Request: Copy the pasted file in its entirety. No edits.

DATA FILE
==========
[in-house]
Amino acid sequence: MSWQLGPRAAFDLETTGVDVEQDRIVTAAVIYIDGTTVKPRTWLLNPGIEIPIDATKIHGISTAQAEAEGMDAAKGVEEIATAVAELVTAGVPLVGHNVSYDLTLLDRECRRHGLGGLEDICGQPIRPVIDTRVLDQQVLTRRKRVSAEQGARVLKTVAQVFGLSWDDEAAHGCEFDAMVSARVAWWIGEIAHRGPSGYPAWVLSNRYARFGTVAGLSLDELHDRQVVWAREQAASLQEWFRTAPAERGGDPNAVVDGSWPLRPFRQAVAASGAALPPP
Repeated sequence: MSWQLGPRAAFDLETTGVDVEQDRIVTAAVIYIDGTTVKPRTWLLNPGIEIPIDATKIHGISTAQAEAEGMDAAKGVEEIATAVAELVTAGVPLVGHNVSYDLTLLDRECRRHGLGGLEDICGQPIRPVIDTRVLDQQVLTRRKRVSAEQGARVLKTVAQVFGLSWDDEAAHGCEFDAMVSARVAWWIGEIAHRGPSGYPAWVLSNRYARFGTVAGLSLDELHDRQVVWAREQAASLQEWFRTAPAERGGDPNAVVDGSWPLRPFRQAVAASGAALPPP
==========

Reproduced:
[in-house]
Amino acid sequence: MSWQLGPRAAFDLETTGVDVEQDRIVTAAVIYIDGTTVKPRTWLLNPGIEIPIDATKIHGISTAQAEAEGMDAAKGVEEIATAVAELVTAGVPLVGHNVSYDLTLLDRECRRHGLGGLEDICGQPIRPVIDTRVLDQQVLTRRKRVSAEQGARVLKTVAQVFGLSWDDEAAHGCEFDAMVSARVAWWIGEIAHRGPSGYPAWVLSNRYARFGTVAGLSLDELHDRQVVWAREQAASLQEWFRTAPAERGGDPNAVVDGSWPLRPFRQAVAASGAALPPP
Repeated sequence: MSWQLGPRAAFDLETTGVDVEQDRIVTAAVIYIDGTTVKPRTWLLNPGIEIPIDATKIHGISTAQAEAEGMDAAKGVEEIATAVAELVTAGVPLVGHNVSYDLTLLDRECRRHGLGGLEDICGQPIRPVIDTRVLDQQVLTRRKRVSAEQGARVLKTVAQVFGLSWDDEAAHGCEFDAMVSARVAWWIGEIAHRGPSGYPAWVLSNRYARFGTVAGLSLDELHDRQVVWAREQAASLQEWFRTAPAERGGDPNAVVDGSWPLRPFRQAVAASGAALPPP